Matthew J.R. Kohler
The X-Men franchise has had its ups and downs. One of its major downs is that for some time the movies haven’t quite hit the mark with the mainstream audience. “X-Men” is one of Marvel’s most prolific comic book series, featuring some of the most popular characters in the Marvel universe. So why is that not reflecting in the box office anymore?
Back in 2000, the first live-action X-Men movie was released, and it was a smash hit with critics and at the box office. This film told not only the fans, but also the mainstream (and, of course, Hollywood) that superhero movies were here to stay (for a long time). X-Men and its sequel, X2, (along with competitors Spider-Man 1 and 2) comprised a major breakthrough in the superhero genre. These films captivated the comic book lovers by staying true to the source material, while also appealing to the everyday person. The first X-Men movie started the ball rolling, and X2 (again, with help from the first two Spider-Man movies) made that ball score some serious cash for Hollywood. In other words, X-Men was a viable franchise. Then came the letdown.
X-Men: The Last Stand might be more than a title, it might actually be Fox saying, “Hey, this is the last time these characters will be relevant.” It was bad enough that Bryan Singer (who directed the first two) did not direct this, but Fox really stuck it to the fans by hiring Brett Ratner as Singer’s replacement. You know him, right? He’s the guy who freely admitted to knowing nothing about X-Men. Not surprisingly, The Last Stand was a disappointingly bad film. At that time, I had never seen so many mistakes from a comic book film in my life. The biggest reason it is a letdown is for its lazy treatment of the source material, “The Dark Phoenix Saga”. This was a heinous crime.
Despite the trilogy (miserably) ending, Fox was intent on punishing us for giving us two great X-Men movies by also giving us X-Men Origins: Wolverine. The movie is, of course, about Wolverine, but who asked for this? The first three movies dealt with Wolverine’s past and present problems. I guess the main draw of Origins is that you get to actually see it, because Fox believed that the fans’ imagination is as blank as theirs. The movie looked like it had a budget that was half that of the first two X-Men movies, as evidenced by the infamous CG Wolverine claws, and pretty much every special effect looking like it got lost on its way to a PS2 game.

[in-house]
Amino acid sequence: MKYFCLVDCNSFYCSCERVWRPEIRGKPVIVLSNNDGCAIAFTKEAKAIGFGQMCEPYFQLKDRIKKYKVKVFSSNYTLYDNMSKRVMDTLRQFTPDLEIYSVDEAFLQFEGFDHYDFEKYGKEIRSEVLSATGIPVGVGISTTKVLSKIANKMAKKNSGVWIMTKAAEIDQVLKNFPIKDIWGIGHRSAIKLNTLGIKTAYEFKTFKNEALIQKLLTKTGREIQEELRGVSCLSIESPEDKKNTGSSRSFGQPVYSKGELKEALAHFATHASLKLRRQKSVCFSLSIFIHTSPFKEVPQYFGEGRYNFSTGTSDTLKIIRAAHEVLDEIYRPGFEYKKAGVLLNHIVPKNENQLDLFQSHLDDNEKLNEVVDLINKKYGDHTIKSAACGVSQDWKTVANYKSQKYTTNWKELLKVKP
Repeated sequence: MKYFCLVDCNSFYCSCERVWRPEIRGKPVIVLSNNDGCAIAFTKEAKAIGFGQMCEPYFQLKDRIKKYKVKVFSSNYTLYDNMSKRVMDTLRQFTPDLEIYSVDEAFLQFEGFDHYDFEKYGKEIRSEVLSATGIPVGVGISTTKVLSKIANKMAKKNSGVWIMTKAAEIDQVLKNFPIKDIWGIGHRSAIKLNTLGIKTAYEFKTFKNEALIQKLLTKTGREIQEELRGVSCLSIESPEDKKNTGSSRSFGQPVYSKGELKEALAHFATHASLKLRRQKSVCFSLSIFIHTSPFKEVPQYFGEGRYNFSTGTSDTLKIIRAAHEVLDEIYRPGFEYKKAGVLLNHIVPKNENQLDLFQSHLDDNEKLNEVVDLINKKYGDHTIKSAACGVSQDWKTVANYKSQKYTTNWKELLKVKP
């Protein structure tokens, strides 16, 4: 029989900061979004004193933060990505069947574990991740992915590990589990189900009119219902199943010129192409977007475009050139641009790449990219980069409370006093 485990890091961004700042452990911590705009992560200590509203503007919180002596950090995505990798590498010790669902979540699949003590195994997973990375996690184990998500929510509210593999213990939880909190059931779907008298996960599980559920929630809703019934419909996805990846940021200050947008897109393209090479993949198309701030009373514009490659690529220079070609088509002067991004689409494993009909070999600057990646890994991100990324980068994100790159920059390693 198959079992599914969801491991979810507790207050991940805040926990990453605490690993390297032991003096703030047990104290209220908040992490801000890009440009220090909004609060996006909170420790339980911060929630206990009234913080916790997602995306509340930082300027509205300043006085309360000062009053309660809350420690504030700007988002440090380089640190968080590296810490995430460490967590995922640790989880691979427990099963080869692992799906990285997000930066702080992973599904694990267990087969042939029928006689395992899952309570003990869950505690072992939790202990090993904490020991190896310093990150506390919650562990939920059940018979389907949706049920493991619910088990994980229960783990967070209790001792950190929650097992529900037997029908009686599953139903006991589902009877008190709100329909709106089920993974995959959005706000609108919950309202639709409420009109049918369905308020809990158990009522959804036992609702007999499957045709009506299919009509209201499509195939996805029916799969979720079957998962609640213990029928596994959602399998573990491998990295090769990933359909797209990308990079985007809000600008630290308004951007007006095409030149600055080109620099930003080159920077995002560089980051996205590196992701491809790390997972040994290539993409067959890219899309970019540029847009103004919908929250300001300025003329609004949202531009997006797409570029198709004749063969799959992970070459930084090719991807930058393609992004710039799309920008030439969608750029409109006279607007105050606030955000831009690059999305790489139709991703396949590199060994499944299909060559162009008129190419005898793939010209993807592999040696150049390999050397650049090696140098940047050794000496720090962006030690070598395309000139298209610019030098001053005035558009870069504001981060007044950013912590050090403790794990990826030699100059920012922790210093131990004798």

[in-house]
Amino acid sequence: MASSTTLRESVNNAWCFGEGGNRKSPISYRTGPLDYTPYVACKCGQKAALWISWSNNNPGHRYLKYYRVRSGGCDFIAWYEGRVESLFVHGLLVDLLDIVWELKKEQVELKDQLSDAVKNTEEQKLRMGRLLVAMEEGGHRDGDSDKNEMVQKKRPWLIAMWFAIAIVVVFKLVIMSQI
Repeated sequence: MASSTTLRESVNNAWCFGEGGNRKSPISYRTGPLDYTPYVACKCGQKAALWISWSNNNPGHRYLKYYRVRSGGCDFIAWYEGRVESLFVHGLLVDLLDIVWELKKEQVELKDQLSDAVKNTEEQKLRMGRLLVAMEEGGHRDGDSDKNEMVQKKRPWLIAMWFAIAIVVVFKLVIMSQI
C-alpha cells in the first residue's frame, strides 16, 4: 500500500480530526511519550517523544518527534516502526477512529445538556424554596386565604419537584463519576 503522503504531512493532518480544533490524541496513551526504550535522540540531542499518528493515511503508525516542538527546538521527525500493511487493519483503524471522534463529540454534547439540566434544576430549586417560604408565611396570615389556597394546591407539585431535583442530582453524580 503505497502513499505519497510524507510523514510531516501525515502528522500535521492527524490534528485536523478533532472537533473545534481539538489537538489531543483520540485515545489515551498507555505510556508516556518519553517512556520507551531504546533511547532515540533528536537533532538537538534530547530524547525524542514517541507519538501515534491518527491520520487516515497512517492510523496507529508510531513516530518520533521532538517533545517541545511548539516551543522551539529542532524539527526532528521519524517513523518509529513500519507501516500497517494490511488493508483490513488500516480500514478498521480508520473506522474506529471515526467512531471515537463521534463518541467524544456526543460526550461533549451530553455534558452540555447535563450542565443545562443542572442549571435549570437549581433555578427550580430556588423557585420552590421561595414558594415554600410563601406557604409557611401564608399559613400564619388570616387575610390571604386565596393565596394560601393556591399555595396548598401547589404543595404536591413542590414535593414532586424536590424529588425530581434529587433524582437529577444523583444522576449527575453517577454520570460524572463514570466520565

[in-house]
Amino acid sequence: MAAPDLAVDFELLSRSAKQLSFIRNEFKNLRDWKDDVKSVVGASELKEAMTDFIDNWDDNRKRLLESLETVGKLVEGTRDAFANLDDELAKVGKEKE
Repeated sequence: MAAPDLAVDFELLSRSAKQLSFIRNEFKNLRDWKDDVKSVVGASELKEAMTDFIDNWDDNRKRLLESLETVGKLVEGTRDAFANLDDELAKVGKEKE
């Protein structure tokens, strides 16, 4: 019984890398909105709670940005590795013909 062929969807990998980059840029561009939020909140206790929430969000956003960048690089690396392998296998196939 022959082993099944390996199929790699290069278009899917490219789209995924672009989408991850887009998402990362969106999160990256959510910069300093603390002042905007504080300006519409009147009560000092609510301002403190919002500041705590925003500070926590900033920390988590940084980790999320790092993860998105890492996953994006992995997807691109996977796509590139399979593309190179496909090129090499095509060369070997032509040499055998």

All momentum for X-Men was stifled thanks to two horrendous films, and it never came back. After taking a couple years off from killing their fan base, Fox decided to reground the series. Thus, we were given First Class. It is an excellent film, and might be my favorite of the entire series. But for how great this film was, sadly the box office didn’t reflect that. The movie made as much as Last Stand’s opening weekend. After two horrid films, was it any wonder to Fox that not enough people were interested in the franchise anymore? Alas, First Class was the start of bringing the fans back. So, the next logical step was to…erase The Last Stand?
We all know Last Stand sucks, but until I saw Days of Future Past, I had never seen a film that has the sole purpose of erasing a past film. Watching DOFP was like watching another prequel from George Lucas, whose intent was to erase the bad moments of the prequel trilogy. Say what you will about Lucas, but at least he knows they suck and is willing to admit it. Fox just said, “Please don’t buy the third one” and treated DOFP as the third one instead. Well, I guess that worked, but we really didn’t need it to. In a lot of fans’ minds, First Class was a fresh start that didn’t need any of the original cast in a sequel. In Fox’s mind, though, Wolverine needed to be a part of it. Otherwise, it wouldn’t make money, because obviously his absence (save for a 5-second cameo) was the reason First Class failed, and his major presence is what made Last Stand and Wolverine such monumental successes. Days of Future Past was the first X-Men movie to receive a mixed response. A lot of people believed it to be a great film, but a lot of others, who were expecting to see the old and new X-Men unite, felt let down that it was just another Wolverine movie. One thing is for sure, though: the buzz didn’t reach the heights of the first two, nor did it innovate anything.
Flash forward to present day. Like Last Stand, the title X-Men: Apocalypse can be taken to mean the end of the franchise. If not, then the box office numbers for it sure do. Last Stand and Wolverine butchered this once-great franchise, and as long as each new movie affiliates with those, nobody will care.